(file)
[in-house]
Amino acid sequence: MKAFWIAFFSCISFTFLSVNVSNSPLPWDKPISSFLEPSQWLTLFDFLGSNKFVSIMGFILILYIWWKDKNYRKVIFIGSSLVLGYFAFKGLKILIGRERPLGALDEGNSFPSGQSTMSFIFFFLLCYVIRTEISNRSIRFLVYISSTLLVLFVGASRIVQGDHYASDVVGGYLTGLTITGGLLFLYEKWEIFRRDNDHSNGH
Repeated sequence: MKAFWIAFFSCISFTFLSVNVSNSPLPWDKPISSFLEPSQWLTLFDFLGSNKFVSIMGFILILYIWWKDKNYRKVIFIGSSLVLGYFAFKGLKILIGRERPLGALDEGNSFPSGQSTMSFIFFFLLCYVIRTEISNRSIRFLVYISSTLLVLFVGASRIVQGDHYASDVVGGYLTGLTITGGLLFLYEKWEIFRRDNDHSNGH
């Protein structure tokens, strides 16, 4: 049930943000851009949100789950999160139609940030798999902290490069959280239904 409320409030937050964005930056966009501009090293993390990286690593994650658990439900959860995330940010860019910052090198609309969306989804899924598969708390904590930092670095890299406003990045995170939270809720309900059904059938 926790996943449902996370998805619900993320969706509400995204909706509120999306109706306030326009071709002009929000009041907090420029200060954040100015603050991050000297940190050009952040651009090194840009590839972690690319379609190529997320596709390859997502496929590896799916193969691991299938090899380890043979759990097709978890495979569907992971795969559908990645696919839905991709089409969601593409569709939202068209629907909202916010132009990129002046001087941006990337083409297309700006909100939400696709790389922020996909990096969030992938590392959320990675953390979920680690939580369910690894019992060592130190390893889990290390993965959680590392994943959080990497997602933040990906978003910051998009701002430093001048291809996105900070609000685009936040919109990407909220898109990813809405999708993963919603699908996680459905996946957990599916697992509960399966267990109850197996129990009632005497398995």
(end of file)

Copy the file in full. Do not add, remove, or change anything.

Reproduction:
[in-house]
Amino acid sequence: MKAFWIAFFSCISFTFLSVNVSNSPLPWDKPISSFLEPSQWLTLFDFLGSNKFVSIMGFILILYIWWKDKNYRKVIFIGSSLVLGYFAFKGLKILIGRERPLGALDEGNSFPSGQSTMSFIFFFLLCYVIRTEISNRSIRFLVYISSTLLVLFVGASRIVQGDHYASDVVGGYLTGLTITGGLLFLYEKWEIFRRDNDHSNGH
Repeated sequence: MKAFWIAFFSCISFTFLSVNVSNSPLPWDKPISSFLEPSQWLTLFDFLGSNKFVSIMGFILILYIWWKDKNYRKVIFIGSSLVLGYFAFKGLKILIGRERPLGALDEGNSFPSGQSTMSFIFFFLLCYVIRTEISNRSIRFLVYISSTLLVLFVGASRIVQGDHYASDVVGGYLTGLTITGGLLFLYEKWEIFRRDNDHSNGH
């Protein structure tokens, strides 16, 4: 049930943000851009949100789950999160139609940030798999902290490069959280239904 409320409030937050964005930056966009501009090293993390990286690593994650658990439900959860995330940010860019910052090198609309969306989804899924598969708390904590930092670095890299406003990045995170939270809720309900059904059938 926790996943449902996370998805619900993320969706509400995204909706509120999306109706306030326009071709002009929000009041907090420029200060954040100015603050991050000297940190050009952040651009090194840009590839972690690319379609190529997320596709390859997502496929590896799916193969691991299938090899380890043979759990097709978890495979569907992971795969559908990645696919839905991709089409969601593409569709939202068209629907909202916010132009990129002046001087941006990337083409297309700006909100939400696709790389922020996909990096969030992938590392959320990675953390979920680690939580369910690894019992060592130190390893889990290390993965959680590392994943959080990497997602933040990906978003910051998009701002430093001048291809996105900070609000685009936040919109990407909220898109990813809405999708993963919603699908996680459905996946957990599916697992509960399966267990109850197996129990009632005497398995």